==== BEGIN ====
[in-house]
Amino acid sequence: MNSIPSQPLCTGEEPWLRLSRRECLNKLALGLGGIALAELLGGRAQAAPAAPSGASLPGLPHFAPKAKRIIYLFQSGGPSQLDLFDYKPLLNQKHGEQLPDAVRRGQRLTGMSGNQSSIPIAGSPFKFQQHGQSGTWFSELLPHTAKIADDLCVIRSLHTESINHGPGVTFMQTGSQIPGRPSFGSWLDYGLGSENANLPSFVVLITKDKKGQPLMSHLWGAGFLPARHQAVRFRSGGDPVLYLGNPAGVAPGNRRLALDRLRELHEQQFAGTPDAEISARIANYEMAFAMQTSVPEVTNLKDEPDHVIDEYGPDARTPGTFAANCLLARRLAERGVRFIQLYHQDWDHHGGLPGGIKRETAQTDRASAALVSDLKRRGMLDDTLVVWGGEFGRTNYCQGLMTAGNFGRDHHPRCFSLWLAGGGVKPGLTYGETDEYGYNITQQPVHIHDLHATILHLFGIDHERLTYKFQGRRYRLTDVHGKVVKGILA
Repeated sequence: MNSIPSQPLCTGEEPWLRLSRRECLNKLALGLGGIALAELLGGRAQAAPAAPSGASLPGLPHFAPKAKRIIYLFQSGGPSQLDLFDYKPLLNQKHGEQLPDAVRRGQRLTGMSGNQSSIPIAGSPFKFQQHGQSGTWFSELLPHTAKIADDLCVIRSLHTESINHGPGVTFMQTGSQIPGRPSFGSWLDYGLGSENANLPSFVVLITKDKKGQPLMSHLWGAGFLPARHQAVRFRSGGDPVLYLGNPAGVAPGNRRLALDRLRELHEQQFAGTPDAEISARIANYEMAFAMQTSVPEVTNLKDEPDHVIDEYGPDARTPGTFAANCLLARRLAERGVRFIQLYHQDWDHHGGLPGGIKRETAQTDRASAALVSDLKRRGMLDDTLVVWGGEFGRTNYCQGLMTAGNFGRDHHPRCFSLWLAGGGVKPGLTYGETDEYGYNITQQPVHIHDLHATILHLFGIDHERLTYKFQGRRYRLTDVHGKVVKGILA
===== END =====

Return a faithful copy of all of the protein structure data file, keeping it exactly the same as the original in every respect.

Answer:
[in-house]
Amino acid sequence: MNSIPSQPLCTGEEPWLRLSRRECLNKLALGLGGIALAELLGGRAQAAPAAPSGASLPGLPHFAPKAKRIIYLFQSGGPSQLDLFDYKPLLNQKHGEQLPDAVRRGQRLTGMSGNQSSIPIAGSPFKFQQHGQSGTWFSELLPHTAKIADDLCVIRSLHTESINHGPGVTFMQTGSQIPGRPSFGSWLDYGLGSENANLPSFVVLITKDKKGQPLMSHLWGAGFLPARHQAVRFRSGGDPVLYLGNPAGVAPGNRRLALDRLRELHEQQFAGTPDAEISARIANYEMAFAMQTSVPEVTNLKDEPDHVIDEYGPDARTPGTFAANCLLARRLAERGVRFIQLYHQDWDHHGGLPGGIKRETAQTDRASAALVSDLKRRGMLDDTLVVWGGEFGRTNYCQGLMTAGNFGRDHHPRCFSLWLAGGGVKPGLTYGETDEYGYNITQQPVHIHDLHATILHLFGIDHERLTYKFQGRRYRLTDVHGKVVKGILA
Repeated sequence: MNSIPSQPLCTGEEPWLRLSRRECLNKLALGLGGIALAELLGGRAQAAPAAPSGASLPGLPHFAPKAKRIIYLFQSGGPSQLDLFDYKPLLNQKHGEQLPDAVRRGQRLTGMSGNQSSIPIAGSPFKFQQHGQSGTWFSELLPHTAKIADDLCVIRSLHTESINHGPGVTFMQTGSQIPGRPSFGSWLDYGLGSENANLPSFVVLITKDKKGQPLMSHLWGAGFLPARHQAVRFRSGGDPVLYLGNPAGVAPGNRRLALDRLRELHEQQFAGTPDAEISARIANYEMAFAMQTSVPEVTNLKDEPDHVIDEYGPDARTPGTFAANCLLARRLAERGVRFIQLYHQDWDHHGGLPGGIKRETAQTDRASAALVSDLKRRGMLDDTLVVWGGEFGRTNYCQGLMTAGNFGRDHHPRCFSLWLAGGGVKPGLTYGETDEYGYNITQQPVHIHDLHATILHLFGIDHERLTYKFQGRRYRLTDVHGKVVKGILA